There hasn’t been a popular dance without an accordion, nor a dance-hall without a waltz, since the end of the Great War. You wonder if the genre was ever “modern” at all, so timeless does it seem… Yet it had to be born at some time, and its parents were a motley crowd indeed! First of all came the people from Auvergne, who began to settle in Paris at the beginning of the 19th century: they brought their “folk” instrument with them, and the “musette” tradition, turning their cafes and restaurants into dance-halls with an accordion band. Later, after 1870, it was the turn of the Italians, who crossed the Alps with an instrument of German origin, which they quickly adopted and began to manufacture themselves: the accordion. Then a third stream from Belgium and the North arrived in Paris to work in the factories, and, later still, the wandering gypsy communities of eastern Europe added their guitars to the sound of the accordion.
After the success of their first album « A suivre », the PJBB members have now chosen the Mediterranean as a playground. In a festive and warm atmosphere, their music is sometimes full of energy, sometimes of sensuality. The big band is still conducted by trumpet player Nicolas Folmer and saxist Pierre Bertrand, who composed almost all the pieces, except for two that were composed by their guest, the accordion player Richard Galliano.
Excellent addition to any celtic-folk music collection.
Angelo DiPippo, arrranger and conductor has been rated as one of the best arrangers on both sides of the Atlantic. His arrangements have been featured on hundredths of recordings and performances with such stars as, James Earl Jones, Robert Merrill, Eddie Fisher, Donald O' Connor, Debbie Reynolds, Billy Eckstine, etc.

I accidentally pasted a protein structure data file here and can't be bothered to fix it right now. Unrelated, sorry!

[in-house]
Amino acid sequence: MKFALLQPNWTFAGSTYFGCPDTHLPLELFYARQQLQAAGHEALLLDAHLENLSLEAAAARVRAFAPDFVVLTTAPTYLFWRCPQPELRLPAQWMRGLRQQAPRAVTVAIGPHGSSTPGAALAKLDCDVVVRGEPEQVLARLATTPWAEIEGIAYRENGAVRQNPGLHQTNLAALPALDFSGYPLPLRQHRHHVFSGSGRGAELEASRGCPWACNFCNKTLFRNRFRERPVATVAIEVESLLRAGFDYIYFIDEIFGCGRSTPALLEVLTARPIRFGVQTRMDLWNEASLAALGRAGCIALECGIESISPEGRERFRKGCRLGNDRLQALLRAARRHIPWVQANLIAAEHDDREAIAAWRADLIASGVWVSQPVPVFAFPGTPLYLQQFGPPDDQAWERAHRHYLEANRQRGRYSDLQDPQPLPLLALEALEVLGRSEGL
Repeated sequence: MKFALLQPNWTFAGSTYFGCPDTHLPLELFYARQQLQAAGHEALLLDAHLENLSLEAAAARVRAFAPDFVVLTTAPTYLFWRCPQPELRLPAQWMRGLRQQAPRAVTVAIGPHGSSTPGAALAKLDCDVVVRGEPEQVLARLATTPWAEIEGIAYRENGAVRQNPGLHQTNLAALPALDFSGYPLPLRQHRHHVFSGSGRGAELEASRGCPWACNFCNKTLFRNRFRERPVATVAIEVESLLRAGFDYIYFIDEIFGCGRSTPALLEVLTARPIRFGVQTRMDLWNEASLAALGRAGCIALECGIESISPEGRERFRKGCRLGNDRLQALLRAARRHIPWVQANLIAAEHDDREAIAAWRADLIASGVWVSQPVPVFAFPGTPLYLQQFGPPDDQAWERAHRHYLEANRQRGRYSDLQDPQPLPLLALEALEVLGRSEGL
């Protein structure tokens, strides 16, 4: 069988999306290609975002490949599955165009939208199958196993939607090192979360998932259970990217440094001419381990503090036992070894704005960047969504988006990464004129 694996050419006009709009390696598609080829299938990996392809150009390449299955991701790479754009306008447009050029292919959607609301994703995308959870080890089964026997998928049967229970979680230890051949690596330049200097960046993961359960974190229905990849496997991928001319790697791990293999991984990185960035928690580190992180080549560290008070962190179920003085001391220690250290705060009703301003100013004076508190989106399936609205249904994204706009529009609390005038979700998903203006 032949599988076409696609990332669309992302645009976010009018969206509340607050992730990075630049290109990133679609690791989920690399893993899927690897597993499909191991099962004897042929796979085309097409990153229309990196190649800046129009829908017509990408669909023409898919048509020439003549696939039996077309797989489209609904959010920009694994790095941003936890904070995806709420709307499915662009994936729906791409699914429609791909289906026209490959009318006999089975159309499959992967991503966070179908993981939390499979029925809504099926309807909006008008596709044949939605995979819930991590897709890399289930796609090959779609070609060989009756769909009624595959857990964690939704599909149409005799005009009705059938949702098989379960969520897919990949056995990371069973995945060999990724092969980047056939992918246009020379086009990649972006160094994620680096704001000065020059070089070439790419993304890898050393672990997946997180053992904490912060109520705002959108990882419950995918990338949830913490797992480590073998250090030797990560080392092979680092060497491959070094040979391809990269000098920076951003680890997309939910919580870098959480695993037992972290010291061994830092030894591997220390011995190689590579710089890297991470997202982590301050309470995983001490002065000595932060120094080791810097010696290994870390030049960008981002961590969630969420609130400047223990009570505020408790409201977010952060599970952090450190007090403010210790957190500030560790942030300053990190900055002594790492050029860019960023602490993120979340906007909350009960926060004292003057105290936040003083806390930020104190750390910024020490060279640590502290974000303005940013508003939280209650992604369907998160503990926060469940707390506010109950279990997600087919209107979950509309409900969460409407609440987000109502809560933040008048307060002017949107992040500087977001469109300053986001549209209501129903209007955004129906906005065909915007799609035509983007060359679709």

Squeezebox frenzy on this collection that features the talents of the finest accordionists in the classical and jazz worlds - Peter and Mady Soave, Richard Galliano, Sebastiano Zorza and Denis Biasin. They perform a variety of settings: solo, duo with Nando de Luca on piano or Hamilton de Hollanda on mandolin, or as part of a quartet.
"Cordes et Lames" raconte l'histoire d'une famille de musiciens rassemblés autour d'une personnalité singulière du paysage jazzistique parisien, le guitariste Dominique Cravic. Dans cette famille, il y a le frère, le guitariste Didier Roussin. De leur complicité musicale naîtra "Juju-Doudou" (1988), un album qui mélange avec une désinvolture savante biguine, tango, valse et blues et marie en un patchwork joyeusement métissé guitares, dobro, violon (Dominique Pifarely), harmonica (Olivier Blavet et J.J. Milteau) et saxophone (Steve Lacy).On y rencontre également l'accordéoniste Francis Varis. Son association avec Cravic donnera en 1982 naissance à un quartet unissant guitare et accordéon…